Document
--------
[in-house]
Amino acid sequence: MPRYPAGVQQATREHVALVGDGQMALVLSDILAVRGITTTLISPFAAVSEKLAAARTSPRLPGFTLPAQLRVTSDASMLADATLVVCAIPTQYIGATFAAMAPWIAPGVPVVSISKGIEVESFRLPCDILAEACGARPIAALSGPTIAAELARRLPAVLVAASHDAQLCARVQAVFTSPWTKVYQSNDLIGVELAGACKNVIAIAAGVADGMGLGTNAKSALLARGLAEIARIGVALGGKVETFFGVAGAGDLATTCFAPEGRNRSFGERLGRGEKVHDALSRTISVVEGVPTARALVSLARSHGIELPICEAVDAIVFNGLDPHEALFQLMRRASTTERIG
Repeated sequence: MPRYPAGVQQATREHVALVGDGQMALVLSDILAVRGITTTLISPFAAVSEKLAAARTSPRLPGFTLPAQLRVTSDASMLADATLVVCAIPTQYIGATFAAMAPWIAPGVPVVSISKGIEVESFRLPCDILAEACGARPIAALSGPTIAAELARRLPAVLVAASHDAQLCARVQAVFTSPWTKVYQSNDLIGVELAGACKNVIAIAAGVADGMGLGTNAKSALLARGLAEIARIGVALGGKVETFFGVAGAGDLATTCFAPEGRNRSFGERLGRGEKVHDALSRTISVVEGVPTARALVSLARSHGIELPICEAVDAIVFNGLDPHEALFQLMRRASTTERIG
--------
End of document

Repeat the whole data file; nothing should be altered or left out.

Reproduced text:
[in-house]
Amino acid sequence: MPRYPAGVQQATREHVALVGDGQMALVLSDILAVRGITTTLISPFAAVSEKLAAARTSPRLPGFTLPAQLRVTSDASMLADATLVVCAIPTQYIGATFAAMAPWIAPGVPVVSISKGIEVESFRLPCDILAEACGARPIAALSGPTIAAELARRLPAVLVAASHDAQLCARVQAVFTSPWTKVYQSNDLIGVELAGACKNVIAIAAGVADGMGLGTNAKSALLARGLAEIARIGVALGGKVETFFGVAGAGDLATTCFAPEGRNRSFGERLGRGEKVHDALSRTISVVEGVPTARALVSLARSHGIELPICEAVDAIVFNGLDPHEALFQLMRRASTTERIG
Repeated sequence: MPRYPAGVQQATREHVALVGDGQMALVLSDILAVRGITTTLISPFAAVSEKLAAARTSPRLPGFTLPAQLRVTSDASMLADATLVVCAIPTQYIGATFAAMAPWIAPGVPVVSISKGIEVESFRLPCDILAEACGARPIAALSGPTIAAELARRLPAVLVAASHDAQLCARVQAVFTSPWTKVYQSNDLIGVELAGACKNVIAIAAGVADGMGLGTNAKSALLARGLAEIARIGVALGGKVETFFGVAGAGDLATTCFAPEGRNRSFGERLGRGEKVHDALSRTISVVEGVPTARALVSLARSHGIELPICEAVDAIVFNGLDPHEALFQLMRRASTTERIG